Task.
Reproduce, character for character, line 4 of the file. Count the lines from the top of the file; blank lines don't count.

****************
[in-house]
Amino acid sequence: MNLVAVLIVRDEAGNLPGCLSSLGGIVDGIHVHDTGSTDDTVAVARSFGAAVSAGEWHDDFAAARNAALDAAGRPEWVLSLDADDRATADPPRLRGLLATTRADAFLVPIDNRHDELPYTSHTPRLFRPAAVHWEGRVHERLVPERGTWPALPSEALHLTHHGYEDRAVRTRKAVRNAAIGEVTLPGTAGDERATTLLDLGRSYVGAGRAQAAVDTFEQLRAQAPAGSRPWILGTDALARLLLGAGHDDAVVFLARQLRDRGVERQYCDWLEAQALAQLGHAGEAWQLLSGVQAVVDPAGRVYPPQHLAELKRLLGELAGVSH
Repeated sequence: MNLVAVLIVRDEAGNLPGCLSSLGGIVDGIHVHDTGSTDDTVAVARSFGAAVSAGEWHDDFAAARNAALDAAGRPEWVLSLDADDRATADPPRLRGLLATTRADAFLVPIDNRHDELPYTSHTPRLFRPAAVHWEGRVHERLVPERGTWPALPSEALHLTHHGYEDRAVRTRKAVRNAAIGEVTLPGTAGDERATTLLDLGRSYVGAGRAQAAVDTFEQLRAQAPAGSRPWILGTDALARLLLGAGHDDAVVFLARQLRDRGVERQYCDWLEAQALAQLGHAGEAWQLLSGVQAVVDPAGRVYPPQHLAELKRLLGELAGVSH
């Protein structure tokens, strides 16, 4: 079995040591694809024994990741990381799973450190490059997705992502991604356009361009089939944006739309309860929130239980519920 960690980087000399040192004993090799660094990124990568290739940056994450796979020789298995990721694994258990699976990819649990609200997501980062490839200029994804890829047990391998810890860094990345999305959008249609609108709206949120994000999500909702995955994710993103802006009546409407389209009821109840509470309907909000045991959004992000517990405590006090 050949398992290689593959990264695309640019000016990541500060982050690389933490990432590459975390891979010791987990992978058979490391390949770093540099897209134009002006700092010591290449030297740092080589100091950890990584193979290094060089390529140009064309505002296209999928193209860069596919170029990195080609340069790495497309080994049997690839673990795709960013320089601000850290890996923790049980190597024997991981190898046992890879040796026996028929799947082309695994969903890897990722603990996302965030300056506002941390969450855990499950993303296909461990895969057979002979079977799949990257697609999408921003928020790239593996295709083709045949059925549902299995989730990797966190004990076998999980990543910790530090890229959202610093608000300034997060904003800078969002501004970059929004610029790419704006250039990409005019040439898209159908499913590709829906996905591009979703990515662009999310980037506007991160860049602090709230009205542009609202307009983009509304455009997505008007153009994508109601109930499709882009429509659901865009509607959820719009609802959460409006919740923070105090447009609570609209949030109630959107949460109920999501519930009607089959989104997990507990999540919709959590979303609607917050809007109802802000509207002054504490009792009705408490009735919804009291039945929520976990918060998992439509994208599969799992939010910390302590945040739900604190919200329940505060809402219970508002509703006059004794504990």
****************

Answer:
């Protein structure tokens, strides 16, 4: 079995040591694809024994990741990381799973450190490059997705992502991604356009361009089939944006739309309860929130239980519920 960690980087000399040192004993090799660094990124990568290739940056994450796979020789298995990721694994258990699976990819649990609200997501980062490839200029994804890829047990391998810890860094990345999305959008249609609108709206949120994000999500909702995955994710993103802006009546409407389209009821109840509470309907909000045991959004992000517990405590006090 050949398992290689593959990264695309640019000016990541500060982050690389933490990432590459975390891979010791987990992978058979490391390949770093540099897209134009002006700092010591290449030297740092080589100091950890990584193979290094060089390529140009064309505002296209999928193209860069596919170029990195080609340069790495497309080994049997690839673990795709960013320089601000850290890996923790049980190597024997991981190898046992890879040796026996028929799947082309695994969903890897990722603990996302965030300056506002941390969450855990499950993303296909461990895969057979002979079977799949990257697609999408921003928020790239593996295709083709045949059925549902299995989730990797966190004990076998999980990543910790530090890229959202610093608000300034997060904003800078969002501004970059929004610029790419704006250039990409005019040439898209159908499913590709829906996905591009979703990515662009999310980037506007991160860049602090709230009205542009609202307009983009509304455009997505008007153009994508109601109930499709882009429509659901865009509607959820719009609802959460409006919740923070105090447009609570609209949030109630959107949460109920999501519930009607089959989104997990507990999540919709959590979303609607917050809007109802802000509207002054504490009792009705408490009735919804009291039945929520976990918060998992439509994208599969799992939010910390302590945040739900604190919200329940505060809402219970508002509703006059004794504990």